Editorial: Safeguarding handicrafts

The current regime in India wants to convert the country into a developed nation overnight. And this is where the fault lies. Being ambitious is good but being over ambitious with little understanding of the ground situation is suicidal.

This principal applies to the federal as well as the state government as both without having a fair understanding of the handicrafts sector let it into the hands of the new tax regime termed GST.

Imposing 18% tax on raw materials used in handicraft industries with an extra 9% on the ultimate product is throwing it out of competition in the markets already dominated by numerous brands.

The imposition of GST and bringing the handicrafts sector into it meant that the hue and cry about the promotion of craft industry by government sounds like nothing but a rhetoric now, because Handicraft sector was chiefly exempted from taxes earlier and now it has been brought into the ambit of the GST.

GST, as is already being witnessed is paralyzing the handicraft industry and killing the sector. This is mostly because it’s a decentralized occupation and because of lack of education, empowerment of craftsmen and the artist is at stake.

Since Handicraft sector is highly disorganized, current structure of GST has to be reviewed in the wake of the predicament of artisan’s livelihood and the fact that there has been some advancement of cultural crafts.

It is therefore highly appreciable if the GST council has accepted the proposal to slash taxes for protecting small traders of the states. The move has been accepted in the recent Goods and Service Tax (GST) Council meet with the forum agreeing to substantial reduction of tax on handicrafts and walnut.

Conceding the demand of the traders involved in the Handicrafts sector of the State, J&K Government pleaded with the GST Council in its 21st meeting at Hyderabad recently to consider bringing down the tax rate on Handicrafts from 12% to 5%.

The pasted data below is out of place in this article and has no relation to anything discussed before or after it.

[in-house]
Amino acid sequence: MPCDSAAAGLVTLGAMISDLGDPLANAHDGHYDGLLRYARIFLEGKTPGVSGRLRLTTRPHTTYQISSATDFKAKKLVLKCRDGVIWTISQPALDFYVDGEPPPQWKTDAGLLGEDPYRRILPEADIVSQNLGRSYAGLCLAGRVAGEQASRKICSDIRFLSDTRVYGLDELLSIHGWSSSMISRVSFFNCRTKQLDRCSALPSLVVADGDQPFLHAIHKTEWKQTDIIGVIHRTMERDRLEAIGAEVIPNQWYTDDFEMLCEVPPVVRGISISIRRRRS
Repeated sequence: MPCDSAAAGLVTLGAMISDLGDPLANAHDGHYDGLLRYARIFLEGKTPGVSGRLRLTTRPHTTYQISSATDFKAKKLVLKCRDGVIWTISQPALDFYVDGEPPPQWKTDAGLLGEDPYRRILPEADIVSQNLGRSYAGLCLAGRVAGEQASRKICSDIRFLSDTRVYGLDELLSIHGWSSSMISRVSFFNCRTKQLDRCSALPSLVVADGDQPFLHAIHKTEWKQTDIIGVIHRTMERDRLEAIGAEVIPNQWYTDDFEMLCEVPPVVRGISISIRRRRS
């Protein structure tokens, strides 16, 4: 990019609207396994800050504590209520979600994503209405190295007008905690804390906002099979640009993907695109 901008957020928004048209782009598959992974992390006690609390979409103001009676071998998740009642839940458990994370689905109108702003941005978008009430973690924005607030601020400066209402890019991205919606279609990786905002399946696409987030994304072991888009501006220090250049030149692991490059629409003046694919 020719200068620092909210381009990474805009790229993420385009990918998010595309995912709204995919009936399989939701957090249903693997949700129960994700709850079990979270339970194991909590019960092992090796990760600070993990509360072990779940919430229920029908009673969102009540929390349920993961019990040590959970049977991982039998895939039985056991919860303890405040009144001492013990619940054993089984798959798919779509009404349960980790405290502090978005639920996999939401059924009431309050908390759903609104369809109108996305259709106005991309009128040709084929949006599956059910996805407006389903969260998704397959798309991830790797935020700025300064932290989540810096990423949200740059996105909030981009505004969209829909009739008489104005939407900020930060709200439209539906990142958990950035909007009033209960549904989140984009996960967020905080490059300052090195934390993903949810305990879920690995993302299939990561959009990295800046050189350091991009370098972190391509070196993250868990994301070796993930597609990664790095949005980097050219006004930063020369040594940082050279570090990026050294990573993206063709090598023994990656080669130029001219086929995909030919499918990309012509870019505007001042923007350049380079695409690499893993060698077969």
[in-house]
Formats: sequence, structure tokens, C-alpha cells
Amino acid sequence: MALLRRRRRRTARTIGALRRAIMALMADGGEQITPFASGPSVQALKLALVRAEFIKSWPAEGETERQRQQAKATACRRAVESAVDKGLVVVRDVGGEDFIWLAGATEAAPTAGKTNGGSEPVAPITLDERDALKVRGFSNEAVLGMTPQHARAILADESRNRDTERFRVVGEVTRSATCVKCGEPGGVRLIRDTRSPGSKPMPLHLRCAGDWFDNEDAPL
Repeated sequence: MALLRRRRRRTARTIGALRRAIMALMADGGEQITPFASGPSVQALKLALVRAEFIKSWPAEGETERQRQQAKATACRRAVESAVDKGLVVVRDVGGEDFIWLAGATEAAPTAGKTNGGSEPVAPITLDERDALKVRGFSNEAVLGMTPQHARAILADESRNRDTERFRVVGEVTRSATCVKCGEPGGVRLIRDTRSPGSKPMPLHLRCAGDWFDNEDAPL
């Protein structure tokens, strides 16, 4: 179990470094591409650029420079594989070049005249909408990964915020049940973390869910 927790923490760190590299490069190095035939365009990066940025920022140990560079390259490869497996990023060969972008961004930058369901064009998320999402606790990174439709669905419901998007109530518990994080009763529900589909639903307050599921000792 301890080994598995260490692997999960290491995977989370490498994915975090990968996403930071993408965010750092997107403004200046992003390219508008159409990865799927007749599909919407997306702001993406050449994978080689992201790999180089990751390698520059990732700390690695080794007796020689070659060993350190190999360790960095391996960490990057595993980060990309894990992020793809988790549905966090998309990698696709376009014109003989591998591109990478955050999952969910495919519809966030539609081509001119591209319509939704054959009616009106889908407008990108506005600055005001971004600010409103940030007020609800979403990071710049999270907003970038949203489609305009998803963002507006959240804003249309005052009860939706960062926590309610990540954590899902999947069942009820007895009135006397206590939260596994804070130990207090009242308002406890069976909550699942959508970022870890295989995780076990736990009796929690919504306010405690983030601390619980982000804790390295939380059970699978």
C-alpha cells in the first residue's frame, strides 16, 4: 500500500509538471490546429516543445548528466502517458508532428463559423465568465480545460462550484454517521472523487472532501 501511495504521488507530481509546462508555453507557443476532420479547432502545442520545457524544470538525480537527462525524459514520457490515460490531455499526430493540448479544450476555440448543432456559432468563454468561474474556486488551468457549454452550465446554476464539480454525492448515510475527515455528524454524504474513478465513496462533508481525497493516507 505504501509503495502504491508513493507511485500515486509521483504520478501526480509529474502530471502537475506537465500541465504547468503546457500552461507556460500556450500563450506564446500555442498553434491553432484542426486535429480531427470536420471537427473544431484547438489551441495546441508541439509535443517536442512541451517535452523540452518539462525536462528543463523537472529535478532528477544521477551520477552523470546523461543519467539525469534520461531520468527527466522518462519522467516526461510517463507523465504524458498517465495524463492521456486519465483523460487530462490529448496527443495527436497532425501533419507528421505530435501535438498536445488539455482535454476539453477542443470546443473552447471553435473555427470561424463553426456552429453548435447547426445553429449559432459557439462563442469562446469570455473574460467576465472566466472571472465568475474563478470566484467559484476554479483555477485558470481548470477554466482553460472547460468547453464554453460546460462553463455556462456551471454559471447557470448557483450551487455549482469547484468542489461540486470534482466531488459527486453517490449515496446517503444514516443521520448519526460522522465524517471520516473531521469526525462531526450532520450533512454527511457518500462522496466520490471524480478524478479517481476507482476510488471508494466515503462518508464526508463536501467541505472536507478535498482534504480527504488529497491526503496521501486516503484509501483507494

The GST Council as well as the J&K Government accordingly issued a notification on September 15, announcing that the small dealers and workers who move handicraft goods from one state to another were exempted from registration under IGST Act.

In case of other states, the threshold of handicraft turnover has been kept at Rs 10 lakh annually while in case of J&K, it has been put at Rs 20 lakh. The decision will benefit small handicraft traders who earn their livelihood by selling Paper Machie items, Carpets, Shawls and Willow Wicker items in other states.

The good news is that the traders don’t have to register as casual traders, as per the GST law, which is the case with traders from other, special-category States, provided the aggregate value of their supplies doesn’t cross Rs 20 lakh in a financial year.

The GST Council also bringing down the rate of tax on Walnuts, which was originally kept at 12% to 5% is also a welcome move.

All these decisions, which revolve around the ease of doing business, will immensely benefit the small traders in the State. But the moves should immediately percolate down to the lowest level so as to reap its benefits fully.


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